Amazon's doorbell-camera company, Ring, has partnered with more than 400 law enforcement agencies to give them access to video footage from outside homes, a new initiative that's raised warning flags with some privacy advocates.
Some 405 police agencies have been using Neighbors Portal, an extension of the company's Neighbors app, Ring founder and CEO Jamie Siminoff said in a blog post.
The video-sharing partnerships allow police to request footage during specific time frames and in certain areas, though authorities can’t see live streams of residents’ front doors, and homeowners have the right to nix requests for footage.
The company’s new Active Law Enforcement Map lets users see which local agencies are participating in Neighbors, Ring said, and the map will be updated.
The Neighbors Portal lets local police engage with their community, Siminoff said, “from posting important information about crime and safety events in their neighborhoods to viewing and commenting on public posts as a verified law enforcement officer, to asking for help on active investigations by submitting requests for video recordings.”
The Neighbors app has already gotten stolen guns off the streets and recovered a diabetic child’s pilfered medical supplies, Siminoff said.
“Every member of a community plays a vital role in making neighborhoods safer, and we’re proud that our users can decide how exactly they want to contribute to those conversations,” he said.
“We’ve also been thoughtful about designing how law enforcement engages with the Neighbors app to ensure users always stay in control of the information they share, and that their privacy is protected.”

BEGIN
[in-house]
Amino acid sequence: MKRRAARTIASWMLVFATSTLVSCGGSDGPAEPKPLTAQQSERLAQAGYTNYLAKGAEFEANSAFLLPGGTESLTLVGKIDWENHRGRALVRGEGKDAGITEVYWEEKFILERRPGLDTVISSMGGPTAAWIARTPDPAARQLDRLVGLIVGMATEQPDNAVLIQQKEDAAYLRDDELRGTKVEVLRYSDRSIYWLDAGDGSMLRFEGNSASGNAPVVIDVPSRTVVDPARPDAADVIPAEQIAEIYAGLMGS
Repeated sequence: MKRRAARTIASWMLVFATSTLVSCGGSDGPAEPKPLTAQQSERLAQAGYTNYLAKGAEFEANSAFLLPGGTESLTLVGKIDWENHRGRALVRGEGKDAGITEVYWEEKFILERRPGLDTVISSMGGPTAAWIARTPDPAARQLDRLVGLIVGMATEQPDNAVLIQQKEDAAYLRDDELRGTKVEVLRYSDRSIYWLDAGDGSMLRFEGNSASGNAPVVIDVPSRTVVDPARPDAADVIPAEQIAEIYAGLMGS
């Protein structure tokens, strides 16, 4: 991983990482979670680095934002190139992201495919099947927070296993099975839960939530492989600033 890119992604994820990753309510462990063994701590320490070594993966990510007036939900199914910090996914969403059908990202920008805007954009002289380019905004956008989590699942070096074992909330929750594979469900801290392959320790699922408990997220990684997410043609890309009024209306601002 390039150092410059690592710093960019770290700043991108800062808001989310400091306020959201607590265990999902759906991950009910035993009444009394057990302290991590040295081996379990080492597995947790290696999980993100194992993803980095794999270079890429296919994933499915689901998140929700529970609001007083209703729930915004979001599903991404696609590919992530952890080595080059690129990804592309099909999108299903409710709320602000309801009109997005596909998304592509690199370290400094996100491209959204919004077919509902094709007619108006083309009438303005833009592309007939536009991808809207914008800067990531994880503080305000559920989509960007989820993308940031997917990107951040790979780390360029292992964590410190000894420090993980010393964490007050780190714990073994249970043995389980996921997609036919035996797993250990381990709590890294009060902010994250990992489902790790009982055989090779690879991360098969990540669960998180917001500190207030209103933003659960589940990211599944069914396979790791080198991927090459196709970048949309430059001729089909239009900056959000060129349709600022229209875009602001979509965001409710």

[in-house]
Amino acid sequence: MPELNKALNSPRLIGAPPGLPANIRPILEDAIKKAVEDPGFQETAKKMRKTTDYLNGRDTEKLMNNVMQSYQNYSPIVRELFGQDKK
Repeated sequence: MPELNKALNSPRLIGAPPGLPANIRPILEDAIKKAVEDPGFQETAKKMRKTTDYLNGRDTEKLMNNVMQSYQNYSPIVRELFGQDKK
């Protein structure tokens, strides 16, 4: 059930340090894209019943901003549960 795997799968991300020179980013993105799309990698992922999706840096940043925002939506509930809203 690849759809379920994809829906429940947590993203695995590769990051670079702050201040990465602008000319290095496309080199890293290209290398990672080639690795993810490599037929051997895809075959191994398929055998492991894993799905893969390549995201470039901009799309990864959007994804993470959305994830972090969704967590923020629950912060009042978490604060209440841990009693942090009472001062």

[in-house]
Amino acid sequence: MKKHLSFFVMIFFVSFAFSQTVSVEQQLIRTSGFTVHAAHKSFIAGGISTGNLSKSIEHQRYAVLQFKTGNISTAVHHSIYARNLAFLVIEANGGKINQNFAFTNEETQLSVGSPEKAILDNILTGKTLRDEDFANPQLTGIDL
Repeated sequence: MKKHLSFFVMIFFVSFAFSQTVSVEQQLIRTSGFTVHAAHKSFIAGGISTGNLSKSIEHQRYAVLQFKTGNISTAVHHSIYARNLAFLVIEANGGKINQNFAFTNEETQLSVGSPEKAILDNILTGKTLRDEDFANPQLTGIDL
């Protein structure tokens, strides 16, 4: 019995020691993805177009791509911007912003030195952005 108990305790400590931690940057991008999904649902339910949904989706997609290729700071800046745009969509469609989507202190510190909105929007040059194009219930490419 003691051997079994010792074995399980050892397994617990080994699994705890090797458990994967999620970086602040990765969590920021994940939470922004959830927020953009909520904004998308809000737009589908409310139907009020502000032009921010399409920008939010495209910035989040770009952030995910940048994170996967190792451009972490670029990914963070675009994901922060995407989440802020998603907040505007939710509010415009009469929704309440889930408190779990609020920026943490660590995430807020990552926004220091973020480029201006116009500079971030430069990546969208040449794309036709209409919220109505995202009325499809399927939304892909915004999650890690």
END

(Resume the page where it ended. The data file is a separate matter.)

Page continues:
Ring launched Neighbors in May 2018. It said this past February that its app has helped reduce crime. Ring also pointed out that users had “full control” over who views their video footage, and that “only the content that a user chooses to make publicly available on Neighbors (by posting it to the app) can be viewed via the Neighbors app or by local law enforcement.”
“Ring does not view or share a user’s videos that are not posted to the app without the user’s express permission or a valid and binding legal demand properly served on us,” the company said.
Even so, Ring’s announcement on Wednesday caused many critics to sound the alarm over privacy issues.
"By sending photos and alerts every time the camera detects motion or someone rings the doorbell, the app can create an illusion of a household under siege," Matthew Guariglia of the Electronic Frontier Foundation told USA Today. (The nonprofit digital rights group says it defends digital privacy and free speech.)
"It turns what seems like a perfectly safe neighborhood into a source of anxiety and fear," Guariglia said. "This raises the question: Do you really need Ring, or have Amazon and the police misled you into thinking that you do?"
Others took to Twitter to express their disapproval of the law enforcement partnership.
"One more reason to not use [Ring]," said SpaceSimGuy. "Big brother just keeps getting bigger."
The public response led Ring to clarify how the system works.
“Recent coverage of the Neighbors program is misleading,” the company tweeted in response to the criticisms. “We want to set the record straight — you are in control of your videos. They are only shared if you post them or provide consent. Police go through Ring when making a request, and you can decline.”